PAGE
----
“Public acknowledgment of mass violence is essential not only for victims and survivors, but also for perpetrators and bystanders who suffer from trauma and damage related to their participation in systematic violence and dehumanization.  Many of the communities where lynchings took place have gone to great lengths to erect markers and monuments that memorialize the Civil War, the Confederacy, and historical events during which local power was violently reclaimed by white Southerners.  But there are very few monuments or memorials that address the history and legacy of lynching in particular or the struggle for racial equality more generally, and most of the victims of lynching have never been publicly acknowledged.”

This may be a particularly good time for communities to candidly study their histories, the stated rationale of supporters of the Confederate monuments.  Although some people are committed to white supremacist beliefs, others – like Garry, the C-Span caller described above – may be open to a sensitive examination of the issues from multiple perspectives.

“EJI believes that ‘truth and reconciliation’ is sequential, and that we must address oppressive histories by helping communities to honestly and soberly recognize the pain of the past.  As more communities join in this effort to concretize the experience of racial terror through discourse, memorials, markers, and other acts of truth-telling, more are overcoming the shadows cast by these grievous events.”

Obviously, such initiatives would not be complete solutions, but they might help.  It would be important to acknowledge that all whites were not equally culpable.  Indeed, some poor whites were conscripted into the Confederate Army and, during the Jim Crow era, some whites were sympathetic to blacks but also were terrorized, afraid of what would happen to them if they supported blacks.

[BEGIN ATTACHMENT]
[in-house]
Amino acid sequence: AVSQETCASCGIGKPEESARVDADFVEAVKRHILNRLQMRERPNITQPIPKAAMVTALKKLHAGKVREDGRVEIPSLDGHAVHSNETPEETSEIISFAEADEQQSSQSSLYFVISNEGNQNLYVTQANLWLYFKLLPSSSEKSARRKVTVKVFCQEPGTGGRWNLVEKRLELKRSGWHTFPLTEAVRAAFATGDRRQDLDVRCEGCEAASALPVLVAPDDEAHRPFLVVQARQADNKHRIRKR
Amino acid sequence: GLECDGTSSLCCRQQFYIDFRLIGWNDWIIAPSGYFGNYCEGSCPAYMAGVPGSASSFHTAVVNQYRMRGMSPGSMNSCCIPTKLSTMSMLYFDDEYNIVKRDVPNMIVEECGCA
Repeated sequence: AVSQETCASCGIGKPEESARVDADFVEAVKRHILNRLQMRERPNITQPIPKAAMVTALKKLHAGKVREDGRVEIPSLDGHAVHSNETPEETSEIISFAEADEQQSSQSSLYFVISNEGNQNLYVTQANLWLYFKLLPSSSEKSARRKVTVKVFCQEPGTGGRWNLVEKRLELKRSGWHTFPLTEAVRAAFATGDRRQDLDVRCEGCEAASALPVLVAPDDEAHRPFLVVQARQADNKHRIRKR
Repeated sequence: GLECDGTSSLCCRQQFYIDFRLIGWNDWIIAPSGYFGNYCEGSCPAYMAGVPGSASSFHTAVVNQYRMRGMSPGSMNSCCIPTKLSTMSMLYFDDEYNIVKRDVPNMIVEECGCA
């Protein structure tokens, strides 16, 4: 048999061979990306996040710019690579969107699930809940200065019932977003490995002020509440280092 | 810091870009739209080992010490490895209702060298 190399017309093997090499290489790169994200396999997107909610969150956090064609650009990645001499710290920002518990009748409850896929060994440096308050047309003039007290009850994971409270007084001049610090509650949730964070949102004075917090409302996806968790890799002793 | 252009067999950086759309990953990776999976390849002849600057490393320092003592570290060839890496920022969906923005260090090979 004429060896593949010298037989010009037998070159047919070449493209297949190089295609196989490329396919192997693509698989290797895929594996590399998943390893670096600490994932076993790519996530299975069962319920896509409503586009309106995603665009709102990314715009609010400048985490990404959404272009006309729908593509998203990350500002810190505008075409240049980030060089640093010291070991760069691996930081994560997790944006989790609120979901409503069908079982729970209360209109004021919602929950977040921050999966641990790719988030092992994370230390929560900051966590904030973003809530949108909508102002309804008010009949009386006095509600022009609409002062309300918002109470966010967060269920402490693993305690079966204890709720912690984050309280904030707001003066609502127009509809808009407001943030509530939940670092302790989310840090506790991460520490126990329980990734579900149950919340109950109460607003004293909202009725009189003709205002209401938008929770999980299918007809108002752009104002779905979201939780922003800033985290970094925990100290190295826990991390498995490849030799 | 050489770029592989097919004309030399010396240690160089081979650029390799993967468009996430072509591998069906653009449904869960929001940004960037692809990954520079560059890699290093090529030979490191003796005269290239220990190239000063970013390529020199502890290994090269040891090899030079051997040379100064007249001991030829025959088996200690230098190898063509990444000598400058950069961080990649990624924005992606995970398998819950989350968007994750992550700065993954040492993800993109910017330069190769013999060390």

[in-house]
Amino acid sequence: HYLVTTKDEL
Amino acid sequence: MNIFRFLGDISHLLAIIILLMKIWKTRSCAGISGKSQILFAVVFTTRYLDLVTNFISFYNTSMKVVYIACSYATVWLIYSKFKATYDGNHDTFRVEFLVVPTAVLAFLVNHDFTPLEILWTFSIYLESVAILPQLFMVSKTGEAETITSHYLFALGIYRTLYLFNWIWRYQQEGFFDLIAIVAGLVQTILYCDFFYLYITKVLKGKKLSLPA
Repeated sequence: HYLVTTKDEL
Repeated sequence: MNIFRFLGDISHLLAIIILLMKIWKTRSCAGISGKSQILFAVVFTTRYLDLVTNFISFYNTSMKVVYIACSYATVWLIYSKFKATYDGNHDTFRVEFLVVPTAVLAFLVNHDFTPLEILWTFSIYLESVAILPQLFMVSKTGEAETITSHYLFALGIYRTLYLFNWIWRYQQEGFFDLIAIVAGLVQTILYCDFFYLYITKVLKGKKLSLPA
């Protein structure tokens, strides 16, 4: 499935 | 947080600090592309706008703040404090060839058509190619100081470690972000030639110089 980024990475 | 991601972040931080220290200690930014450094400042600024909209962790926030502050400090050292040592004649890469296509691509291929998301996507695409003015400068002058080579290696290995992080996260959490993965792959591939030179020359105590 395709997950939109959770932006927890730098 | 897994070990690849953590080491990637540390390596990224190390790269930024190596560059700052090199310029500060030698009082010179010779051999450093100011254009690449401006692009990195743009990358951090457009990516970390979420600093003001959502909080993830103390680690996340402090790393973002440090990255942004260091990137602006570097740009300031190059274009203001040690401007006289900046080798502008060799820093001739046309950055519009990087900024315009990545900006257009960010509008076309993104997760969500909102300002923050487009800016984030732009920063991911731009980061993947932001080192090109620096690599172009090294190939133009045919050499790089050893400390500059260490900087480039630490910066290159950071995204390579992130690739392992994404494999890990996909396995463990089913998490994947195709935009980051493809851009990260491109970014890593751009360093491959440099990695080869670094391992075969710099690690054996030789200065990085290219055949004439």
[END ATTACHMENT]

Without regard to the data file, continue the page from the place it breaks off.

I think that truth and reconciliation efforts would need to use great care.  New York Times columnist Timothy Egan recently wrote an article, What if Steve Bannon Is Right?, referring to the former White House strategist’s statement, “The longer they talk about identity politics, I got ’em,” he said of Democrats.  “I want them to talk about racism every day.  If the left is focused on race and identity, and we go with economic nationalism, we can crush the Democrats.”  Egan noted that “[w]hen you say Black Lives Matter, these white voters [who voted both for Obama and Trump] hear Kill a Cop.  When you say diversity in the workplace, they hear special privileges for minorities at the expense of whites.”

Egan continued, “It’s too easy to write all these people off as racists, for that’s exactly what Bannon is counting on.  Yes, there’s a genuine hate-cohort in the Republican Party — neo-Nazis, or ‘clowns and losers,’ in Bannon’s terms — of about 10 percent, which is horrifyingly high.  But there are many more voters in Trump’s camp who still consider themselves Democrats.  Some live in the much-discussed zone of despair, places where opportunities for people without a college degree are few, and the opioid epidemic rages.”

I am not sure whether truth and reconciliation efforts would make a substantial difference in moving our society forward – and how they would need to be designed to be effective.  They certainly wouldn’t directly combat the scourge of white supremacists.  I discuss this challenge in the  important conversation between Bernie Mayer and Gail Bingham on ADRHub, which Noam pointed out.


John Lande

John Lande is the Isidor Loeb Professor Emeritus at the University of Missouri School of Law and former director of its LLM Program in Dispute Resolution.  He received his J.D. from Hastings College of Law and Ph.D in sociology from the University of Wisconsin-Madison.  He began mediating professionally in 1982 in California.… MORE >